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From The Socialist newspaper, 14 April 2005

Liberal Democrats: Phoney radicals - no different to the rest

UNDER THE slogan The Real Alternative the Liberal Democrats have launched their biggest, most expensive advertising campaign for 20 years. They're spending 100,000 just on full-page adverts in the daily papers listing their ten-point election programme.

Jim Horton

With deep distrust of Blair and lingering hostility towards the Tories, the Lib Dems hope to achieve their best result for 90 years, aiming to win 70 seats.

Decades of languishing in third-place opposition have allowed the Lib Dems to adopt the pretence of radicalism. But do the Lib Dems really offer a radical alternative to New Labour and Tory big business policies of war, cuts and privatisation?


Even before Iraq was invaded, the Lib Dems' opposition to war was limited; they'd already backed the brutal invasion of Afghanistan and their only quibble with the planned assault on Iraq was that it had no blessing from the United Nations. But once conflict started, they supported the war where coalition forces slaughtered thousands of Iraqis.

Lib Dem leader Charles Kennedy calls for troops to be withdrawn by the end of 2005, but like the other party leaders, argues the troops should stay until the occupying forces have put down the insurgency.

Abolition of tuition fees:

Socialists campaign against tuition fees and would welcome their abolition, but the Lib Dems' pledge to introduce a grant of up to 2,000 a year, no more than 50 a week, will do little to alleviate student poverty. It falls well short of the Socialist Party's demand for a living grant.

Council tax:

Massive rises in council tax, including by Lib Dem-controlled councils, have led to growing opposition to this tax. The Lib Dems propose to replace council tax with a local income tax. Without adequate government funding and an end to privatisation however, local taxes - whatever form they take - will keep rising while local services deteriorate.

Public spending:

New Labour plans cuts of 22 billion, with over 100,000 civil service jobs lost. The Tories want 35 billion cuts with 235,000 jobs going. But the Lib Dems are no better. They plan to cut 5 billion on top of New Labour's 22 billion.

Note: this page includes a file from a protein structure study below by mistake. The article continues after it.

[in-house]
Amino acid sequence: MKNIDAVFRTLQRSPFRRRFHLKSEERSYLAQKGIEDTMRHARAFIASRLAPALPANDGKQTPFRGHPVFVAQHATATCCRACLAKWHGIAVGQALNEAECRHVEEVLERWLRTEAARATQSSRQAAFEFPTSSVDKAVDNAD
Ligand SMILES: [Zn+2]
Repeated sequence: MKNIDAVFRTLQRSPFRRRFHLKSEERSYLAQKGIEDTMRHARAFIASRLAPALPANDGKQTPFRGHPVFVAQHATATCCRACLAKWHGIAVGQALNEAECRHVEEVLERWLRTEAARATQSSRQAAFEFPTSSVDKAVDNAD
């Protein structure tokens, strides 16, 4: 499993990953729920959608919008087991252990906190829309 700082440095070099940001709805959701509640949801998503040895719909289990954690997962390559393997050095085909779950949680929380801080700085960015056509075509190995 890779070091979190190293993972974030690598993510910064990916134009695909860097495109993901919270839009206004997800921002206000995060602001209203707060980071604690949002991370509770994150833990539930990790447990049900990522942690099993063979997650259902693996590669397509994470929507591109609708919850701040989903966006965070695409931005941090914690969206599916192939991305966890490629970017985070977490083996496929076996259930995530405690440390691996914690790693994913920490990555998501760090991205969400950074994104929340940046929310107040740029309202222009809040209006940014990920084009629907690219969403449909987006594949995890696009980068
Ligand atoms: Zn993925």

All the main parties say they'll spend more on health and education. Millions of pounds which Labour poured into the NHS have gone straight to private companies in PFI deals. Now Labour want to contract out 15% of NHS operations to the private sector.

The Lib Dems won't reverse this. They want to give foundation hospitals, which already have the 'freedom' to get into debt, sell assets and treat more private patients, more autonomy. This paves the way for privatisation and the NHS' break-up.


The Lib Dems were the first to plan privatisation of local services when they controlled Liverpool city council in the early 1980s! In that city in 1998 they carried out mass privatisation of council housing and services, and boasted of a 300 million deal with Jarvis, subsequently infamous for the Potters Bar rail disaster.

In 1999, while controlling Sheffield city council the Lib Dems went privatisation-mad, selling off sports and leisure facilities, elderly people's homes and refuse services.

Workers' rights:

The 'Liberal' Democrats propose a 'last-resort' ban on strikes in essential services and parts of the private sector!

Kennedy claims the Lib Dems won't go into coalition with other parties if there's a hung parliament, but the Lib Dems share control of many town halls with either New Labour or the Tories. In Waltham Forest they helped New Labour privatise elderly care and housing services and plan to close special needs schools.

Nationally the Lib Dems voiced opposition to academies, yet in Waltham Forest moves to hand McEntee School over to millionaire Jasper Conran were only thwarted by a community campaign involving Socialist Party members (see centre pages).

Workers don't need the Lib Dems' phoney radicalism. We need a new mass workers' party to represent our interests.

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In The Socialist 14 April 2005:

MG Rover: The Ugly Face of Capitalism

Nationalise Rover now

No more asset-stripping, renationalise, don't subsidise

British economy - not really that healthy

Tesco - every two billion helps

Socialists' city-wide challenge

Anti-social behaviour orders (ASBOs) A socialist approach

New Labour's education failure

Liberal Democrats: Phoney radicals - no different to the rest

Socialist Students fight for a campaigning NUS

Three months after the tsunami, government inaction fuels the flame of protest

Pope John Paul II

Young members create new opportunities in Huddersfield


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